If you've got one of those cute little organisms that squeals, gurgles and wails, or know someone who is about to have one, have we got good news for you ! It's a new book called 'Mothers and Others for a Livable Planet Guide to Natural Baby Care' (Wiley, $26.50), and if you follow its advice, you'll be able to protect your baby from the host of chemical monsters that lurk not just under the bed (in carpets), but in the actual bedding and baby clothes you thought looked so cute. Since World War II, some 75,000 new chemicals have been released onto the market, and very few are properly tested - least of all for babies. Here are four quick tips : (1) Avoid wall-to-wall carpets. Not only are they laced with fungicides and other chemicals which your baby will ingest as she crawls around, but they are home to a mass of dust, and the leading suspect when it comes to the explosion of asthma among children. (2) Avoid doing any renovations while you're pregnant, and don't be around wet paint - the toxins which paint offgasses are BAD news for you and your baby. (3) Don't smoke ! And don't be around anyone who is smoking, especially while you're pregnant. Tobacco is just packed with nasty chemicals. (4) Beware of synthetic baby clothes, bedding and mattresses - they are treated with fire-suppressants and fabric conditioners which contain formaldehyde's. Oh, it's a grim life ! On the other hand, this gem of a book will tell you how to create a green nursery and all sorts of other goodies which will protect the apple of your eye from becoming another cancer statistic. And baby-shower invitees ? Go buy it !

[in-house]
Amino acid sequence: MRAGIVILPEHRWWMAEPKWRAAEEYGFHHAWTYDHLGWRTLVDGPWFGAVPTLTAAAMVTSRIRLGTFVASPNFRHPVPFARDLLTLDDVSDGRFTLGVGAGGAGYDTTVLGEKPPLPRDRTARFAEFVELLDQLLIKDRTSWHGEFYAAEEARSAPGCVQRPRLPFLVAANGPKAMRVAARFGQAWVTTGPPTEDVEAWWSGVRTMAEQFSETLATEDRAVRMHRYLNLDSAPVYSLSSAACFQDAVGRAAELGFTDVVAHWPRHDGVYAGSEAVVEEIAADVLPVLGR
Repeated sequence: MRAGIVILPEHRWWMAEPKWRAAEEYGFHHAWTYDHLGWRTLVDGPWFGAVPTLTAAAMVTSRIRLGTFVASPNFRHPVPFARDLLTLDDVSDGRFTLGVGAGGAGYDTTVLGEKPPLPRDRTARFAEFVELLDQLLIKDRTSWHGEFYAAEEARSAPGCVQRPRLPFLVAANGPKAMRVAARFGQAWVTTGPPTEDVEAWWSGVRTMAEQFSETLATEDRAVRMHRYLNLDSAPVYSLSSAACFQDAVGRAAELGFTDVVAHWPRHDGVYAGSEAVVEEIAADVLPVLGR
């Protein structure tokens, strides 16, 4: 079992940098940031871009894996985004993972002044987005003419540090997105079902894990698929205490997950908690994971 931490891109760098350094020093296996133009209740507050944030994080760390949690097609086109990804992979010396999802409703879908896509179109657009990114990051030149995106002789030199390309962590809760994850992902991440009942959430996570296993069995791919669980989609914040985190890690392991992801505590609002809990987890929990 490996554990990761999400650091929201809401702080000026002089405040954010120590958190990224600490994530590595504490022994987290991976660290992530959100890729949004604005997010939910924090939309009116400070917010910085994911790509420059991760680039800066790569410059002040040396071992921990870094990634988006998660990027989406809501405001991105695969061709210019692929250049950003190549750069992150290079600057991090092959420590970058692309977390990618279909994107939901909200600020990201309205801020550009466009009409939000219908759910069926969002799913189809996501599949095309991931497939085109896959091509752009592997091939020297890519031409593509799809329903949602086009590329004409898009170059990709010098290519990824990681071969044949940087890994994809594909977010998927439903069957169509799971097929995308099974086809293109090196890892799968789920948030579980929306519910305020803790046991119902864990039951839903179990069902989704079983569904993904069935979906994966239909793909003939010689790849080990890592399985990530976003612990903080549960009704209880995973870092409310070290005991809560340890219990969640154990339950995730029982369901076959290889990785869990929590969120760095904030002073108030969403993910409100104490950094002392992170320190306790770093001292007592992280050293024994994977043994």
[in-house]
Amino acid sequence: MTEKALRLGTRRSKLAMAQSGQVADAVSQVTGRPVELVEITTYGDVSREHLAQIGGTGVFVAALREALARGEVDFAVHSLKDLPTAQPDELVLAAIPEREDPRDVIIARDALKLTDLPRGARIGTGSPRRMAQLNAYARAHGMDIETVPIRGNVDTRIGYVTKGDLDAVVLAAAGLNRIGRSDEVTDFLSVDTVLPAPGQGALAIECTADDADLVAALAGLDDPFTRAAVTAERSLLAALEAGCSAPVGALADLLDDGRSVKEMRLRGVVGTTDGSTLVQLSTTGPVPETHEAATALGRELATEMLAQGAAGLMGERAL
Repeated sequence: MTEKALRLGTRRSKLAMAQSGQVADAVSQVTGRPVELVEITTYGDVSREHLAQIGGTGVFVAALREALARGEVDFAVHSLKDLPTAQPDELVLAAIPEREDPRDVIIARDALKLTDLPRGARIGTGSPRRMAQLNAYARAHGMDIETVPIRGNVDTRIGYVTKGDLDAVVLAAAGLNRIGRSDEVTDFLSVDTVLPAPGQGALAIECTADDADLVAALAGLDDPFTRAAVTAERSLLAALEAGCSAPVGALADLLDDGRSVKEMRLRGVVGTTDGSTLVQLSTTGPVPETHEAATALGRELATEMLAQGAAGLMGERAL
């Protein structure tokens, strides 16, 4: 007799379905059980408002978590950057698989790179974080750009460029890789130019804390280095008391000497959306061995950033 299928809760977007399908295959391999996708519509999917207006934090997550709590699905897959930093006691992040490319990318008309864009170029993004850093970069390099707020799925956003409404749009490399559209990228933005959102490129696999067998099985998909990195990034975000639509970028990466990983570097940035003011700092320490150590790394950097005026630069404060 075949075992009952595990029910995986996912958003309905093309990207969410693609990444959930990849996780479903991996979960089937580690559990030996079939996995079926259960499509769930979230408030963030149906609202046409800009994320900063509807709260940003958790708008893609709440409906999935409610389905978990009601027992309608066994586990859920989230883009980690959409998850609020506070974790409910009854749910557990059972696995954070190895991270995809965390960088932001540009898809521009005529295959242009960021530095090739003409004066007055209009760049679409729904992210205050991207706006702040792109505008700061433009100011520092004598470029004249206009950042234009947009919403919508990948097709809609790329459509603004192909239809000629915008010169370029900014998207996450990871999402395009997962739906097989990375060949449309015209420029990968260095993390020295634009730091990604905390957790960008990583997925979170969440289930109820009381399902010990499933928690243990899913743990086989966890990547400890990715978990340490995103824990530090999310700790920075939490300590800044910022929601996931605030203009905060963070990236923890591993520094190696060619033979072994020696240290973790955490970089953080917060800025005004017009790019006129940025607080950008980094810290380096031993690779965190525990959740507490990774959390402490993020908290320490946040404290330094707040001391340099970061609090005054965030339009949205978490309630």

What's good for baby is good for all ! The brand new, locally produced Green Home Guidebook is packed full of information on how to make your house a greener and safer place to live in. Produced by City Green Victoria, and funded in part by the Ministry of Environment E-Team, it sells for $10, and each book contains $500 worth of coupons. Look for it in local bookshops, or call Melanie Ransom at 360-0852. You can help spread the word by selling it door-to-door, if you want to earn some money. Later this summer, Capital City Green will be launching Green Home Visits, starting in Fairfield.